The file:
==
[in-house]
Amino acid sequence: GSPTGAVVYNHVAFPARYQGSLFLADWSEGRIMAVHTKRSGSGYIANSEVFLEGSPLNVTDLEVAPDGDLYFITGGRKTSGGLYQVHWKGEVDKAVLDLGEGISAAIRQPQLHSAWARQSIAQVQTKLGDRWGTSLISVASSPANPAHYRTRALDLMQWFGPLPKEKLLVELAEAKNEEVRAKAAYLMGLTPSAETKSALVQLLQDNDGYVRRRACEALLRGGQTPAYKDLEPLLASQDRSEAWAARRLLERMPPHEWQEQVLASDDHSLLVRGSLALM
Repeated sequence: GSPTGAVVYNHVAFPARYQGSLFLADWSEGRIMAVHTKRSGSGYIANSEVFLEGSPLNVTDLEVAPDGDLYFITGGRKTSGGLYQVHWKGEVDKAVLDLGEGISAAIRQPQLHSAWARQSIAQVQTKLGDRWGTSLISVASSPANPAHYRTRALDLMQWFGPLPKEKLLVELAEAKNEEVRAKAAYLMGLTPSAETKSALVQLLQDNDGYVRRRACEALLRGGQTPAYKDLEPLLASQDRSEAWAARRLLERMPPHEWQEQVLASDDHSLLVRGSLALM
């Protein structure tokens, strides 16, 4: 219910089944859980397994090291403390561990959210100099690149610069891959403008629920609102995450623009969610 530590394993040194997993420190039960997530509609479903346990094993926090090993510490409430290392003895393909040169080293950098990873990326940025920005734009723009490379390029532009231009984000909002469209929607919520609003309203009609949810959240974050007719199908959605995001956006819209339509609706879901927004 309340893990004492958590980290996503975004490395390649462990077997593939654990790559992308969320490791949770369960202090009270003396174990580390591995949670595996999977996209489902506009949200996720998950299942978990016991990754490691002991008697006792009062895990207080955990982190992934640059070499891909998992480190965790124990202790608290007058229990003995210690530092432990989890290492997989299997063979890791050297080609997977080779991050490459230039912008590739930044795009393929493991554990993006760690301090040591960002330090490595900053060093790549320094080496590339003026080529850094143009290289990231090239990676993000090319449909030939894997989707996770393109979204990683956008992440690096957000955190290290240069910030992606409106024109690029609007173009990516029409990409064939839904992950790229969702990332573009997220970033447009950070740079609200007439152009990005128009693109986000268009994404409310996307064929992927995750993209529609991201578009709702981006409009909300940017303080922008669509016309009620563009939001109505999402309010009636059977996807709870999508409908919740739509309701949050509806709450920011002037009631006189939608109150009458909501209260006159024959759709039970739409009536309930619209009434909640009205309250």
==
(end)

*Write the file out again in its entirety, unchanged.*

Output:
[in-house]
Amino acid sequence: GSPTGAVVYNHVAFPARYQGSLFLADWSEGRIMAVHTKRSGSGYIANSEVFLEGSPLNVTDLEVAPDGDLYFITGGRKTSGGLYQVHWKGEVDKAVLDLGEGISAAIRQPQLHSAWARQSIAQVQTKLGDRWGTSLISVASSPANPAHYRTRALDLMQWFGPLPKEKLLVELAEAKNEEVRAKAAYLMGLTPSAETKSALVQLLQDNDGYVRRRACEALLRGGQTPAYKDLEPLLASQDRSEAWAARRLLERMPPHEWQEQVLASDDHSLLVRGSLALM
Repeated sequence: GSPTGAVVYNHVAFPARYQGSLFLADWSEGRIMAVHTKRSGSGYIANSEVFLEGSPLNVTDLEVAPDGDLYFITGGRKTSGGLYQVHWKGEVDKAVLDLGEGISAAIRQPQLHSAWARQSIAQVQTKLGDRWGTSLISVASSPANPAHYRTRALDLMQWFGPLPKEKLLVELAEAKNEEVRAKAAYLMGLTPSAETKSALVQLLQDNDGYVRRRACEALLRGGQTPAYKDLEPLLASQDRSEAWAARRLLERMPPHEWQEQVLASDDHSLLVRGSLALM
């Protein structure tokens, strides 16, 4: 219910089944859980397994090291403390561990959210100099690149610069891959403008629920609102995450623009969610 530590394993040194997993420190039960997530509609479903346990094993926090090993510490409430290392003895393909040169080293950098990873990326940025920005734009723009490379390029532009231009984000909002469209929607919520609003309203009609949810959240974050007719199908959605995001956006819209339509609706879901927004 309340893990004492958590980290996503975004490395390649462990077997593939654990790559992308969320490791949770369960202090009270003396174990580390591995949670595996999977996209489902506009949200996720998950299942978990016991990754490691002991008697006792009062895990207080955990982190992934640059070499891909998992480190965790124990202790608290007058229990003995210690530092432990989890290492997989299997063979890791050297080609997977080779991050490459230039912008590739930044795009393929493991554990993006760690301090040591960002330090490595900053060093790549320094080496590339003026080529850094143009290289990231090239990676993000090319449909030939894997989707996770393109979204990683956008992440690096957000955190290290240069910030992606409106024109690029609007173009990516029409990409064939839904992950790229969702990332573009997220970033447009950070740079609200007439152009990005128009693109986000268009994404409310996307064929992927995750993209529609991201578009709702981006409009909300940017303080922008669509016309009620563009939001109505999402309010009636059977996807709870999508409908919740739509309701949050509806709450920011002037009631006189939608109150009458909501209260006159024959759709039970739409009536309930619209009434909640009205309250």